CENTRALIA, Wash. — Mateo Arteaga-Cruz’s dream was to buy a souped up 2013 Mitsbushi Lancer Evolution. Now, it’s parked in his garage.
“This is crazy to me, I’m finally going to buy my dream car. I’ve been talking about this since I was in high school,” he remembers thinking. “It has aftermarket intake, it has aftermarket exhaust. It’s tuned.”
He bought the car from BMW Bellevue for $29,000. But he says the problems started just two days after he drove it off the lot.
“And I hear a pop. Car dies completely. There’s no power to the car at all,” says Mateo.
It was a fast and furious failure.
And that’s why it’s staying in the garage.
“I basically just see debt. That’s all I’m seeing in my garage,” says Mateo. “They said it’s total engine failure. That the, it threw a rod through the block.”
But hey everything should be OK, right? Because of the $3,500 extended warranty Mateo bought along with the car.
“I called them on the same - within 20 minutes after the car blew up,” says Mateo. “They said you’re covered. You’re covered, you bought the warranty. You have the best warranty that we offer.”
But he says his claim was denied because the warranty doesn’t cover cars that have been modified.
“They definitely knew,” says Mateo. “They were talking up the car about how it’s modified, how it’s tuned. How fast it is. How aggressive it sounds and all this stuff. They knew it was modified.”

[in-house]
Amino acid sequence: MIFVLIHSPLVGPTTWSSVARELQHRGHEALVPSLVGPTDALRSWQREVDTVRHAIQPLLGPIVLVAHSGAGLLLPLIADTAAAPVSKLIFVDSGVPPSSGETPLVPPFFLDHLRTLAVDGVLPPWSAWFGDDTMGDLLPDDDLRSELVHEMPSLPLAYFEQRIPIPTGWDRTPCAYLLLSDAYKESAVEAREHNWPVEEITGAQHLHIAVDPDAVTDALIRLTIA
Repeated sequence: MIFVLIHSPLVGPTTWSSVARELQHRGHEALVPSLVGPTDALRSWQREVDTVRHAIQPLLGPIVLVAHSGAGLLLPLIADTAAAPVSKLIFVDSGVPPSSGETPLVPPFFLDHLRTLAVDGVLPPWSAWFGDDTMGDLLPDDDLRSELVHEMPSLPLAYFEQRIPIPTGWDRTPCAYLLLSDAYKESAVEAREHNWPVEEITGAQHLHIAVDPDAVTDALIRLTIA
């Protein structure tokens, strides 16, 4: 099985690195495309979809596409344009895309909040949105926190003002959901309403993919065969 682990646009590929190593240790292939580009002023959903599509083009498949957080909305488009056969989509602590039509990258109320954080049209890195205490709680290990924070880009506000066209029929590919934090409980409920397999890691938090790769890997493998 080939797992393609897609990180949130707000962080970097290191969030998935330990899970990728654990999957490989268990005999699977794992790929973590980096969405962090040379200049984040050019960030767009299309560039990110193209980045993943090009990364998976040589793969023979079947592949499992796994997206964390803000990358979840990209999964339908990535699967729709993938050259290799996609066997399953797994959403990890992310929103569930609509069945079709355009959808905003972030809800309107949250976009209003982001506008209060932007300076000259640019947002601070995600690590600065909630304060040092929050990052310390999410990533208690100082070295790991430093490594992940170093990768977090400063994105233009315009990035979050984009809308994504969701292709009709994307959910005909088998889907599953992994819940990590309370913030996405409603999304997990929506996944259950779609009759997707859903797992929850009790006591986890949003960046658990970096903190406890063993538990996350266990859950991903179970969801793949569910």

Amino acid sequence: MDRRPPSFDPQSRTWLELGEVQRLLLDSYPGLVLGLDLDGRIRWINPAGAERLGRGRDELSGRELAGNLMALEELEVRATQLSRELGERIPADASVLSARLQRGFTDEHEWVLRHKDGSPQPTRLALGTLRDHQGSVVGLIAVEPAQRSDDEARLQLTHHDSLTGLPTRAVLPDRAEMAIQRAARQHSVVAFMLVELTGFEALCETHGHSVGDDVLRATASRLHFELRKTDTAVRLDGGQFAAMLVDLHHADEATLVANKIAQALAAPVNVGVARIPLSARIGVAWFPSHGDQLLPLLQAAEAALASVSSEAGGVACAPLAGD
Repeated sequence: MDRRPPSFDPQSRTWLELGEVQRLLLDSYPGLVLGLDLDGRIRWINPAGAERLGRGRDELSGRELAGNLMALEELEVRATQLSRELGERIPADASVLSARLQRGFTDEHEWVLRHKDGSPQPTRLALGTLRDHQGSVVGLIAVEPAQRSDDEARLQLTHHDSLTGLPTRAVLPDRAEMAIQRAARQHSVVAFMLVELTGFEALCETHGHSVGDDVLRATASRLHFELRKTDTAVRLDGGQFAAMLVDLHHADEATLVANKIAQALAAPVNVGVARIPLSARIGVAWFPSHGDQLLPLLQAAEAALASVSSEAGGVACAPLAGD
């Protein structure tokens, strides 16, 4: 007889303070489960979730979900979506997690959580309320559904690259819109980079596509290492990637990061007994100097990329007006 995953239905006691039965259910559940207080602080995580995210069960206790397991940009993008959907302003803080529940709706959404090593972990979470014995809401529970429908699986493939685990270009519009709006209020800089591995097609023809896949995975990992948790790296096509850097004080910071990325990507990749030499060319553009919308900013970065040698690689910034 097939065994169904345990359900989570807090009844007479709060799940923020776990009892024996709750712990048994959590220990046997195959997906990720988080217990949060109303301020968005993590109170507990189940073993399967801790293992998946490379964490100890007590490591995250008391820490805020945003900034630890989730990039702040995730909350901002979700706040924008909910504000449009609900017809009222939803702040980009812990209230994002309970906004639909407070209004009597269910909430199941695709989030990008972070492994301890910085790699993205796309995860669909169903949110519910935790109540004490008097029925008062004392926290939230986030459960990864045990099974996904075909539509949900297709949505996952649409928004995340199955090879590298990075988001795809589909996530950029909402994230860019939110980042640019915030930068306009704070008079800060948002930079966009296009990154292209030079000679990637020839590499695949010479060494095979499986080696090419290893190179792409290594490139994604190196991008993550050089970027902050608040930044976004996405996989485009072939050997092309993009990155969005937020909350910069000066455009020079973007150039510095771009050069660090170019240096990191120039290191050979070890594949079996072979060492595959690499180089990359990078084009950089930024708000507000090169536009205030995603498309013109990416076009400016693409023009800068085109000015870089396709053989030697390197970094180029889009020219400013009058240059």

Mateo says trying to get the dealership to take care of the matter to his satisfaction, including asking for a full refund, was problematic.
“There was a lot of ‘I can’t, not really’ that they don’t want to. Of course they’re going to make it sound like they would if they could but he basically was just telling me that they’re not going to do that,” says Mateo.
Jesse Jones called BMW of Bellevue and the general manager sent KIRO 7 an email saying the finance manager “didn’t know the car was altered as we rarely ever have altered cars offered for sale. In order to prevent this from happening again, we have decided not to stock altered vehicles anymore.”
Kevin Brasler, from the non-profit Puget Sound Consumer’s Checkbook, had an immediate reaction to Mateo’s situation.
“They should have never sold the policy to begin with!”
Brasler has studied extended warranties and says they’re not a good deal in general.
“I mean, they have so many exclusions,” says Brasler. “Some policies are built up with exclusions for things that you know you and I would think you know reasonably, a policy like these that promises total protection against repair bills would cover. Like brake systems. A lot of the policies that we looked at, they don’t cover your battery. If you need a battery replacement for a hybrid car.”
Once we got the Mateo and the dealership talking, the two worked quickly to take care of the entire issue.
And great news! The dealership canceled Mateo’s purchase and service contract.
The experts we spoke to say if you are going to buy a used car, have the car inspected by a mechanic before you buy. Because it may have a problem the contract won’t cover.
And if you’re set on an extended warranty to protect that investment, check the exclusions first. It’s the most important part of that kind of contract.
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